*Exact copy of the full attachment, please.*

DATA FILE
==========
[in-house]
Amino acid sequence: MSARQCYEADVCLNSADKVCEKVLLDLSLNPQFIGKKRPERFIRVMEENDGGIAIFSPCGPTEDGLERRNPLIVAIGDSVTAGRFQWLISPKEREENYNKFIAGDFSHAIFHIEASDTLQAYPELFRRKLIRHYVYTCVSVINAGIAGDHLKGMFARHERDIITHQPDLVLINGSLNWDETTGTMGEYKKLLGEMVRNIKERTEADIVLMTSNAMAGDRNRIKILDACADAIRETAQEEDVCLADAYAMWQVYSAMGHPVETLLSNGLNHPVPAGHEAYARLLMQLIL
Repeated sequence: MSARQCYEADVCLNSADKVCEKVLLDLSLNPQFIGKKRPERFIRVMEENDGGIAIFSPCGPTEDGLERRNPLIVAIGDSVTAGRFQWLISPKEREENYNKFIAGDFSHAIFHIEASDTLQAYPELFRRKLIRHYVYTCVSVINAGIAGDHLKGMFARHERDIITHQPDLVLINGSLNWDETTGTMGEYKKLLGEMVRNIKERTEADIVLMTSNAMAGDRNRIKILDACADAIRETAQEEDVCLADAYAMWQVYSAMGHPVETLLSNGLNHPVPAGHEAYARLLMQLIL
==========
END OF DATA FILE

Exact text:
[in-house]
Amino acid sequence: MSARQCYEADVCLNSADKVCEKVLLDLSLNPQFIGKKRPERFIRVMEENDGGIAIFSPCGPTEDGLERRNPLIVAIGDSVTAGRFQWLISPKEREENYNKFIAGDFSHAIFHIEASDTLQAYPELFRRKLIRHYVYTCVSVINAGIAGDHLKGMFARHERDIITHQPDLVLINGSLNWDETTGTMGEYKKLLGEMVRNIKERTEADIVLMTSNAMAGDRNRIKILDACADAIRETAQEEDVCLADAYAMWQVYSAMGHPVETLLSNGLNHPVPAGHEAYARLLMQLIL
Repeated sequence: MSARQCYEADVCLNSADKVCEKVLLDLSLNPQFIGKKRPERFIRVMEENDGGIAIFSPCGPTEDGLERRNPLIVAIGDSVTAGRFQWLISPKEREENYNKFIAGDFSHAIFHIEASDTLQAYPELFRRKLIRHYVYTCVSVINAGIAGDHLKGMFARHERDIITHQPDLVLINGSLNWDETTGTMGEYKKLLGEMVRNIKERTEADIVLMTSNAMAGDRNRIKILDACADAIRETAQEEDVCLADAYAMWQVYSAMGHPVETLLSNGLNHPVPAGHEAYARLLMQLIL